A Review of Spoiled by Heather Cocks & Jessica Morgan
Poppy (Little Brown and Company), 2011
By REBECCA, July 2, 2012
In honor of the long-anticipated divorce of Katie Holmes and
scientology puppet Tom Cruise, I thought I’d visit the city of angels.
Molly Dix: cross-country runner and all-around nicey-pants from Indiana who has just found out that movie star Brick Berlin is her dad.
Brooke Berlin: Brick’s other daughter, also 16, who grew up in Hollywood chasing after her dad’s attention and designer clothing.
Brick Berlin: Hunky and well-intentioned movie star/producer/guru (in his own mind).
Shelby: Brooke’s nemesis, her dad owns a gossip rag and she is determined to follow every lead.
Charmaine: Molly’s best friend, enthusiastic about the L.A. thing, but down-to-earth enough to provide periodic reality checks.
Danny: Molly’s longtime boyfriend, he supported her when her mom died.
Teddy: One of the hard-to-find humans that Molly meets at school in L.A., they have spark immediately.
Max: Teddy’s sister, she takes pity on flailing Molly and is a real friend to her.
When Molly’s mother confesses (on her deathbed) that Molly’s real father is movie star Brick Berlin and that she wants Molly to go live with him in L.A., Molly can’t do anything but obey her mother’s dying wish and hope that her new father and sister accept her into their family. But Molly gets more than she bargained for in the trial by fire that is celebrity L.A.—can she stay true to herself in a world of mean girls and Manolos?
Spoiled is brought to you from the ladies who write Go Fug Yourself, so you would be correct to assume that it is a (quasi)-satire of the celebrito-fashionisto-starfuckery of L.A. Molly has grown up in West Cairo, Indiana (not a real place, I don’t think, although there is a Goshen, Indiana) with her mother, Laurel. On her deathbed, Laurel confesses that when she did costumes for a movie many moons ago, she had a sweet and short-lived affair with star Brick Berlin. By the time she knew she was preggers, Brick had already impregnated another woman and married her (like you do), and Laurel was happy to just raise Molly by herself, although she remembers Brick fondly.
Across the country, in Hollywood, Brooke Berlin, that other impregnation, has no idea that Molly exists. Her mother abandoned them years ago and Brooke spends most of her time shopping, primping, and attempting to get her father’s attention, while Brick flits from project to project like an extremely tanned and white-toothed butterfly.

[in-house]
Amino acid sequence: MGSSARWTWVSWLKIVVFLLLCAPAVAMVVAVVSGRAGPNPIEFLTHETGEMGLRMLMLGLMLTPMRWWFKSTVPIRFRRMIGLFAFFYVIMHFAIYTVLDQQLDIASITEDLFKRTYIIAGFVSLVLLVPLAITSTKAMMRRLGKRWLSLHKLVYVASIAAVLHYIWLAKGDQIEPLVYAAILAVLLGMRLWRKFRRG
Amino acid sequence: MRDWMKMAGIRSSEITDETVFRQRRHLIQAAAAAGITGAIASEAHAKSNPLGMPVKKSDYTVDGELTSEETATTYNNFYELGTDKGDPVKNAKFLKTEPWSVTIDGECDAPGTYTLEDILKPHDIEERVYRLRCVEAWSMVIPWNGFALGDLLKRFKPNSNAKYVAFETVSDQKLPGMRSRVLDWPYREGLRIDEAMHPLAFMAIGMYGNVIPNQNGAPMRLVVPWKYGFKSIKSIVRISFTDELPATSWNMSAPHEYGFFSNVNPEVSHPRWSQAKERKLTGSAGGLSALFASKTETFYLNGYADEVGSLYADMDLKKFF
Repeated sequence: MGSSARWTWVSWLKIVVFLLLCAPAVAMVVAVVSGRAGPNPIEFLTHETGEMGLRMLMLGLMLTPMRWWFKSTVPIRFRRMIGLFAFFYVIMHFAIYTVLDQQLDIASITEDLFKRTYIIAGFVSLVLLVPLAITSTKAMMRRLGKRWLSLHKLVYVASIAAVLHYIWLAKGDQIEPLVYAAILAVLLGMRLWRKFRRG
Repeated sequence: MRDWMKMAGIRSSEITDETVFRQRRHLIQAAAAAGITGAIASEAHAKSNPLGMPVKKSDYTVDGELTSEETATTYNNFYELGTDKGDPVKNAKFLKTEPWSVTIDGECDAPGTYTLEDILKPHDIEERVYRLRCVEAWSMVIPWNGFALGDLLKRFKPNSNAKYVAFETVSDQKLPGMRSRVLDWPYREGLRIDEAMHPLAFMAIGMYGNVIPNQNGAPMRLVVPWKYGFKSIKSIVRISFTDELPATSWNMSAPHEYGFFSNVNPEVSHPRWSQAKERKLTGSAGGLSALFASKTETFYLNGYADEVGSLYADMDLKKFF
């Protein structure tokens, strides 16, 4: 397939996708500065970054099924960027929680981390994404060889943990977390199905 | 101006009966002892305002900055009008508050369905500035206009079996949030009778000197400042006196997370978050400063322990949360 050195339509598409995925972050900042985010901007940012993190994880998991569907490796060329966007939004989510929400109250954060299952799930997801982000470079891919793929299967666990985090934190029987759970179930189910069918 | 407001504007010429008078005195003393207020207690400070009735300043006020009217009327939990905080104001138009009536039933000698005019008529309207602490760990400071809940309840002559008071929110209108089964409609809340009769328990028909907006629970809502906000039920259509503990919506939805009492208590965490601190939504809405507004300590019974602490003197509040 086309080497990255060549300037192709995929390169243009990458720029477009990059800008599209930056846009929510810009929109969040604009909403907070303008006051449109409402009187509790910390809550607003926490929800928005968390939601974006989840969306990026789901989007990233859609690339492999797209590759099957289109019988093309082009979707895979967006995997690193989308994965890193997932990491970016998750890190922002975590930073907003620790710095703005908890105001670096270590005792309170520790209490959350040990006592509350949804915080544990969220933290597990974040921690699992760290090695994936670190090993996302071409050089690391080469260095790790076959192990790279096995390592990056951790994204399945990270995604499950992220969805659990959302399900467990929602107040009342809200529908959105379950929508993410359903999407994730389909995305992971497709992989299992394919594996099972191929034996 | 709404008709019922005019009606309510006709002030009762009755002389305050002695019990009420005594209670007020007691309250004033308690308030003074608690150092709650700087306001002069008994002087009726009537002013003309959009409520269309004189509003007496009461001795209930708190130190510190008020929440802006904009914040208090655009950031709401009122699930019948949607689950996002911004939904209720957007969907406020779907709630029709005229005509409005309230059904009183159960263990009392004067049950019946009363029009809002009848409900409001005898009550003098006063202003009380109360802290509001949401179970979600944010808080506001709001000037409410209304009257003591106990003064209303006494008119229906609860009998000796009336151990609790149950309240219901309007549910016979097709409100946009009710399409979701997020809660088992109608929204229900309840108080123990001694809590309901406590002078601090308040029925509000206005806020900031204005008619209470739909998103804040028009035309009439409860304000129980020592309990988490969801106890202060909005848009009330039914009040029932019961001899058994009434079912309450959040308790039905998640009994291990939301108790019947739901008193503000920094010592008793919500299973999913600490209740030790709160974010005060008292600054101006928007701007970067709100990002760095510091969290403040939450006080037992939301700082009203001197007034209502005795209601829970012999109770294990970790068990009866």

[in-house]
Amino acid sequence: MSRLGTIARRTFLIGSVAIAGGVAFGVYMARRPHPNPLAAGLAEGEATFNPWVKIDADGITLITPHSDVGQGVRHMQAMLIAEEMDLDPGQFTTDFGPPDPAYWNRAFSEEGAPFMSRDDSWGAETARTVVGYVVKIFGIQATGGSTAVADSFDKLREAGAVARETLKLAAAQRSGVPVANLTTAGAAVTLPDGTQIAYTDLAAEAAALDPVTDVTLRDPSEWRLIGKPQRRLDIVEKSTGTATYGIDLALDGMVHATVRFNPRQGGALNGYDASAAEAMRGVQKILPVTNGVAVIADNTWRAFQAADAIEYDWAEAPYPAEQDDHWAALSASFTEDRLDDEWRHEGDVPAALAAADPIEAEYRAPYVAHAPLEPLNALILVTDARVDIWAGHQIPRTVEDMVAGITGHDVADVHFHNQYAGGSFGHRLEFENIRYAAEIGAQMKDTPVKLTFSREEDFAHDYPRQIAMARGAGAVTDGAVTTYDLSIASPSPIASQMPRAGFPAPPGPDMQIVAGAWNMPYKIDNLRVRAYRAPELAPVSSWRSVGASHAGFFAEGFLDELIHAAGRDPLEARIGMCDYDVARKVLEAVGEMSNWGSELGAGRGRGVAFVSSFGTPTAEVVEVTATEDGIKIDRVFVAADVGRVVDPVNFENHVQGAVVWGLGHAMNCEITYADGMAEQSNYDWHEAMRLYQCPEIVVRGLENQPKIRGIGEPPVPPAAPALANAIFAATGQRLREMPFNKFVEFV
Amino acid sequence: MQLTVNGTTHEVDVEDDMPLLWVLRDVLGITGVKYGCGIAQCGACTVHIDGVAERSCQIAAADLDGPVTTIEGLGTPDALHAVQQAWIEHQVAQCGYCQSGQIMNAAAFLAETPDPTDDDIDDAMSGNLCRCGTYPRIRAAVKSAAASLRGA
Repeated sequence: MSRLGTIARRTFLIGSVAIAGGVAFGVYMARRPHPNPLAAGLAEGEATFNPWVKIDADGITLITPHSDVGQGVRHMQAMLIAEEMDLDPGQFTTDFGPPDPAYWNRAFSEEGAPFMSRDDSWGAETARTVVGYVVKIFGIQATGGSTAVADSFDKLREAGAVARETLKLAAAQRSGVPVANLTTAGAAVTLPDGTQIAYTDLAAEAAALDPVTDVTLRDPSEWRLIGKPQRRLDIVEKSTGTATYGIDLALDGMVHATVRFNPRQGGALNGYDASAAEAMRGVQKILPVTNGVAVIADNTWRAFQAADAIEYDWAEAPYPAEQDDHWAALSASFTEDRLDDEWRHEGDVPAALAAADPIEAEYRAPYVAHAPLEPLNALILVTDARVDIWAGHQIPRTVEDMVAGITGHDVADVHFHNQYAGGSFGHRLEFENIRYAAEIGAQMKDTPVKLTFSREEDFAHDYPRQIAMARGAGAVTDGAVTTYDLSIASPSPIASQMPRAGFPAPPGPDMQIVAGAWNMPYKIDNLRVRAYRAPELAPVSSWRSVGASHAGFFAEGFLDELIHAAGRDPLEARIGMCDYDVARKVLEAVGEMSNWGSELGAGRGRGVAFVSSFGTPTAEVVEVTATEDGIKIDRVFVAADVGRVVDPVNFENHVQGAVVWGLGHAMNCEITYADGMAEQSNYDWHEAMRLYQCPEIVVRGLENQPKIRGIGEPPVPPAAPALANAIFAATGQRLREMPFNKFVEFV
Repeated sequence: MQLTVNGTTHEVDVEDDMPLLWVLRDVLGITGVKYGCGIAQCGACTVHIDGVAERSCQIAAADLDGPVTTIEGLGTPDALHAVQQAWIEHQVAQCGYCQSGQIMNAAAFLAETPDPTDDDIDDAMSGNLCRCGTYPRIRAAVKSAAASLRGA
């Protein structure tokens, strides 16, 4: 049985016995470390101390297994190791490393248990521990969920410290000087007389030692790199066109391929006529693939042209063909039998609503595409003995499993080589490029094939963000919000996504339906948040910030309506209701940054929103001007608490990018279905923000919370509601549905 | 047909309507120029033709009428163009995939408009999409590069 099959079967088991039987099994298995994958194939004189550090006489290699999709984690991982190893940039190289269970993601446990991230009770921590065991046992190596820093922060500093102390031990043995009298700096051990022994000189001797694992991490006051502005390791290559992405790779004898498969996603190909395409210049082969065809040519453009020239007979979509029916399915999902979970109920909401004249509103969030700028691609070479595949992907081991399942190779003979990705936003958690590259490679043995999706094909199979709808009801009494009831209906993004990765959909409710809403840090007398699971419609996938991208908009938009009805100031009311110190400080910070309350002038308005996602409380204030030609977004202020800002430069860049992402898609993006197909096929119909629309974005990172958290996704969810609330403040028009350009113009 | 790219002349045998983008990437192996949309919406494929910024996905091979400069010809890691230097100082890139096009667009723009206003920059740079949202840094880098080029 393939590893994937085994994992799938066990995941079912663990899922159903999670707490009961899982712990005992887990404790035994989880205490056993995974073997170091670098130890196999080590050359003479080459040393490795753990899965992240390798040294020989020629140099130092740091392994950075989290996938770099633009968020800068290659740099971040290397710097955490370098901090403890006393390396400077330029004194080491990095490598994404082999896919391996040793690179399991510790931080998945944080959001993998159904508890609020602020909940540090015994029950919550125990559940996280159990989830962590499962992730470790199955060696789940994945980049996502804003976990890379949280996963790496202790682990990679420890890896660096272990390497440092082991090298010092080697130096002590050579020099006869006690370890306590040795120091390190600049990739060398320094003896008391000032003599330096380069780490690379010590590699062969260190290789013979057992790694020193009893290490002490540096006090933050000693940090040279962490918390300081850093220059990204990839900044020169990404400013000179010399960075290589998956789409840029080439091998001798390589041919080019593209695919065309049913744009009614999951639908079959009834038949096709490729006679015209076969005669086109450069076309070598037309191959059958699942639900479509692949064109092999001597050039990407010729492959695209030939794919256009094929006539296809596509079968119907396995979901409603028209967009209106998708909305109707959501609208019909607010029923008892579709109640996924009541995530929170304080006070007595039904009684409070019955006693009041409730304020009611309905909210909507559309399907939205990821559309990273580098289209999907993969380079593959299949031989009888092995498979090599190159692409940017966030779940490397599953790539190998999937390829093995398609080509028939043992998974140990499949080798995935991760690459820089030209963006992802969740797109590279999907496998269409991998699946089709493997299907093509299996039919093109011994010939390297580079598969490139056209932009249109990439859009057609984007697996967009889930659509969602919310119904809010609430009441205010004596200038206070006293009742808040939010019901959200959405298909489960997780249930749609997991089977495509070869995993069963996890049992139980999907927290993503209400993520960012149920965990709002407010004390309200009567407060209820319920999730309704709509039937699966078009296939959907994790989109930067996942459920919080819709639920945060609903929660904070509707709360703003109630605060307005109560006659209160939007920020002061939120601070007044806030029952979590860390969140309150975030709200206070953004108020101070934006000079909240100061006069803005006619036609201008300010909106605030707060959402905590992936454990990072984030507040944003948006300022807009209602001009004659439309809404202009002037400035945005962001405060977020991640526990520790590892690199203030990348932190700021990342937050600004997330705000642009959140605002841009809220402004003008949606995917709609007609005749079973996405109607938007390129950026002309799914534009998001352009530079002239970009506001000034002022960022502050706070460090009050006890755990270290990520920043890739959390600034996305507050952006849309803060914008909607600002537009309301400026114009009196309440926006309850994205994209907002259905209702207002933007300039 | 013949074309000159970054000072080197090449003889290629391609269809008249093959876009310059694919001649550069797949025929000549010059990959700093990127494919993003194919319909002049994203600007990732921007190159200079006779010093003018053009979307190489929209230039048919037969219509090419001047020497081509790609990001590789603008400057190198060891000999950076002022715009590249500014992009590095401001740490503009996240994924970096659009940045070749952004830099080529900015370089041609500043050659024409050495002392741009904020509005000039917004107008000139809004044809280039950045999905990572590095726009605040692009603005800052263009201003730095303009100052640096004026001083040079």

So, you can see where this is going, right? Molly arrives in L.A., sweet and wholesome like all people from Indiana in books are, and Brooke is massively jealous of the attention that Brick gives her and decides to make her life more of a living hell than it already is when she realizes that part of going to a wicked fancy prep school in L.A. is that people carry Prada bags instead of backpacks and swap gossip column appearances at lunch instead of gossip. Enter Shelby, Brooke’s nemesis, who befriends Molly and shakes things up even further. As if rocky family relationships aren’t enough, Molly didn’t quite break up with her Indiana boyfriend, so when sparks fly between her and low-key sweetie Teddy, Molly is guilty and confused.
what were this book’s intentions? did it live up to them?
This is all to say: there is really nothing surprising in Spoiled‘s goings-on. The plot is totally predictable and the characters are straight out of central casting. Still, it’s a competent book, certainly, and the writing is very much in the vein of Go Fug Yourself: chatty, snarky, and rich in fashion-themed metaphors. As for the characters, no one can accuse them of being black or white, exactly: Molly is boring, but at least she’s nice; Brooke is selfish and vapid, but at least she’s amusing and has well-earned daddy issues; Shelby is conniving, but at least she’s smart, etc.
Brick Berlin, however, is comic gold and saved the book for me: he’s the perfect endearing and infuriating combination of total sincerity and extreme stupidity that seems to characterize people who take Hollywood (and themselves) seriously. When Brick picks Molly up from the airport in L.A.:
“‘This is an emotional time for us all,’ Brick said kindly. ‘Cancer is a vicious thief.’
He paused to let that sink in and then grabbed her face. ‘I’ve been waiting to meet you all your life, Molly. And now that you’re here, I hate to look into those eyes and see an ounce of pain, sweet child of mine!’
. . . She blinked back fresh, unexpected tears. Maybe it was the effect of being comforted by her father for the first time in her entire life, maybe it was that meeting a new parent reminded her of the one that was gone, or maybe it was the fact that he was gazing searchingly at her through fake Harry Potter glasses, giving him an air of permanent surprise. . . .
‘Let it out,’ he advised. ‘Tears are full of toxins. If you hold them in, they’ll flood your brain.’ . . . ‘That does sound kind of ridiculous,’ he admitted with a grin. ‘My trainer told me that. But I’m sure it’s true on a deeper level. I’ll ask my hypnotherapist’” (40-41).